The media have been having a field day over the ugly confrontation between Sir Keir Starmer and a publican in Bath. The row between the Labour leader and the anti-lockdown landlord who claims to be a life-long Labour voter has gone viral. One could almost feel sorry for Sir Keir if it wasn’t for the fact that he’s utterly useless at campaigning on the street, or indeed anywhere else it seems.
The Blairites said that all that was needed to revive Labour’s fortunes was to get rid of Jeremy Corbyn and his followers. But thousands upon thousands flocked to hear Corbyn speak on the campaign trail. Few, if any, particularly want to hear anything Starmer’s got to say these days. But it’s not just a question of leadership. The Tories are nine points ahead of Labour in the opinion polls largely because the Starmer leadership is not prepared to fundamentally challenge the Tory austerity regime.
Labour was founded by the trade unions to give workers their own voice in Parliament. But the Parliamentary Party leadership has been dominated by the middle class intelligentsia since the days of Ramsay McDonald. Nevertheless the working class element within the party remained strong, with figures like Nye Bevan and even Harold Wilson giving it credibility among the working class.
The Labour leadership contest, under new rules designed to undermine Labour’s organic links with the unions, opened up the ballot to individual registered supporters that played a decisive role in the surge of support, especially among young people, for Jeremy Corbyn in the leadership election in 2015. His victory was a brief but serious challenge to the minions of the ruling class who have dominated the highest levels of the Labour Party for decades.
Though the Labour Party is dominated by the class‑collaborating right wing in the parliamentary party the possibility of their defeat exists as long as Labour retains its organisational links with the trade unions that fund it. The defeat of the right‑wing factions in most of the major unions in recent years demonstrates this possibility.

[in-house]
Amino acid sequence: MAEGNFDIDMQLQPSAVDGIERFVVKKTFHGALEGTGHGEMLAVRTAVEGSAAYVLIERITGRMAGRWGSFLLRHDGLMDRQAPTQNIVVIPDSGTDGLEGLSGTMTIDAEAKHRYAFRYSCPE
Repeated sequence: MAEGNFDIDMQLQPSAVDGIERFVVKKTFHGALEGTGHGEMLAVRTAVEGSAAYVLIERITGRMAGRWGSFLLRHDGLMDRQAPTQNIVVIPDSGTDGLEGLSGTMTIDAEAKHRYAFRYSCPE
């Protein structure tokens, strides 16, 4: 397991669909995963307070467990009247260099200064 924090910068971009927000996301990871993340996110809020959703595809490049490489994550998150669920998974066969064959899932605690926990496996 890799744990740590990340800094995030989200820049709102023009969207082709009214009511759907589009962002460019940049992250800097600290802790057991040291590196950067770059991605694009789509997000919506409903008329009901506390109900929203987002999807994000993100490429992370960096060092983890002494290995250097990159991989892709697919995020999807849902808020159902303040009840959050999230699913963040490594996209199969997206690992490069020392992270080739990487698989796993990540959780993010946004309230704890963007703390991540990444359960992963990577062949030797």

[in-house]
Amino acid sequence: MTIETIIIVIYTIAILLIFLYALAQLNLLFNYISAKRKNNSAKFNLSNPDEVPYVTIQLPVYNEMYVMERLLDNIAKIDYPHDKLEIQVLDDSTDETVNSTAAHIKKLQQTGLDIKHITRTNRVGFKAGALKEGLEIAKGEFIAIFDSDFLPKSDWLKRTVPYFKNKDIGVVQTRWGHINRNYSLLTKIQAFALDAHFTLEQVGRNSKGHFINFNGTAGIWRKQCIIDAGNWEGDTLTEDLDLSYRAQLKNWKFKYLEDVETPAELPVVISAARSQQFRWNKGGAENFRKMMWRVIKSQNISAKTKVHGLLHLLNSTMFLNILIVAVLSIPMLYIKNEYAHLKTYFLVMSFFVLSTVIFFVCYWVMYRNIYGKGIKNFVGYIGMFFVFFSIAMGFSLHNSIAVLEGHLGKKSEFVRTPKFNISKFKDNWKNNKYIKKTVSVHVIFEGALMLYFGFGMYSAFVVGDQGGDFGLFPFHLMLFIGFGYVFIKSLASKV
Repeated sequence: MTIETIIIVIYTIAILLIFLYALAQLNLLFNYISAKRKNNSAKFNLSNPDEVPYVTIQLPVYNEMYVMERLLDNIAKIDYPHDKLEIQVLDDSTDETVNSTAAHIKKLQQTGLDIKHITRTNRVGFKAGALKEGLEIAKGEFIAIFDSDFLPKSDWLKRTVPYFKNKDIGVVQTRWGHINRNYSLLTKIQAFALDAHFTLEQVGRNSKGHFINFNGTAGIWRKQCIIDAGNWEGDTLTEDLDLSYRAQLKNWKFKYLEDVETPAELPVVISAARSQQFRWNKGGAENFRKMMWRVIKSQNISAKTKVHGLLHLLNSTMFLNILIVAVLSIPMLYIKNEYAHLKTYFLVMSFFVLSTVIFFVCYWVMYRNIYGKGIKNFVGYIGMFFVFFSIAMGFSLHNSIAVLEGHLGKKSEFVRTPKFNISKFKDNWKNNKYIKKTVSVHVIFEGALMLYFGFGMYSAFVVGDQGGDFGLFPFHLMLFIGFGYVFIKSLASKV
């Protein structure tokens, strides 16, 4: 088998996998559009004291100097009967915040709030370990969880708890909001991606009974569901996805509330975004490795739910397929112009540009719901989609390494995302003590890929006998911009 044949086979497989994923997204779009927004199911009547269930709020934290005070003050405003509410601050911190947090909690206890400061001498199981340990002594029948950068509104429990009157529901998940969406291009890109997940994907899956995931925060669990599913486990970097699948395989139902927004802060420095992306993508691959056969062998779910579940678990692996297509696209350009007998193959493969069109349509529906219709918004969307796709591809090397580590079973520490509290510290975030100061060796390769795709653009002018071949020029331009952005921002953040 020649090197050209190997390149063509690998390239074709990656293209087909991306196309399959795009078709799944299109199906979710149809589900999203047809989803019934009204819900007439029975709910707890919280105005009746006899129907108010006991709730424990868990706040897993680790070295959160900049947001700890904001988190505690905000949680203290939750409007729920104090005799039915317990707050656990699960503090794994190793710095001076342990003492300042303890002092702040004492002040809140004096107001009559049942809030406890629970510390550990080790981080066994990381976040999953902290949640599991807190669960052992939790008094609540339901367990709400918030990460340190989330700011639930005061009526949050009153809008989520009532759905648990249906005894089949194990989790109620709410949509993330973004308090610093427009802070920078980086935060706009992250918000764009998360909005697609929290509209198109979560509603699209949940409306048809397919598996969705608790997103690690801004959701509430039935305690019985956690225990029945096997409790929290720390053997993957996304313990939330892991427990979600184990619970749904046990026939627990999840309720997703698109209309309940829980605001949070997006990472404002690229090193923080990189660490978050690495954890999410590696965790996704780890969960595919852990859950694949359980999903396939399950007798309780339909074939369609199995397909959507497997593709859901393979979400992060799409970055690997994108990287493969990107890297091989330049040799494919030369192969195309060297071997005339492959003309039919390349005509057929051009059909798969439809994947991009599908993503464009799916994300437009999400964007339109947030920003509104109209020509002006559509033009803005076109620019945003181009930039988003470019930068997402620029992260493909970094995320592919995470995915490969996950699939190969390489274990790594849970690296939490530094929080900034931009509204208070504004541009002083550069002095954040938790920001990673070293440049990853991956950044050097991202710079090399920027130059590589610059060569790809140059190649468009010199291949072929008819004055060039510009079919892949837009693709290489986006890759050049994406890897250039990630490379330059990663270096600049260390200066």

The New Communist Party supports the affiliation of unions to the Labour Party. We must fight for affiliation in those unions that are presently not affiliated and we must demand that the Labour Party reflect the wishes of the millions of its affiliated union members.
The fight for a democratic Labour Party is linked to the fight for a democratic trade union movement. In the unions we must struggle to elect genuine working class leaderships, who are prepared to fight for the membership against the employers and the right wing within the movement.
We want a democratic Labour Party controlled by its affiliates. A Labour Party whose policies reflect those of a democratic union movement would become a powerful instrument for progressive reforms that would strengthen organised labour and benefit the working class.
At the same time we must build the revolutionary party and campaign for revolutionary change. Social democracy remains social democracy whatever trend is dominant within it. It has never led to socialism.
The NCP’s strategy is the only way to fight for the communist alternative within the working class of England, Scotland and Wales. We want day‑to‑day reforms and they can only be achieved by the main reformist, social democratic party in Britain, the Labour Party. We want revolution and that can only be achieved through the leadership of the communist party.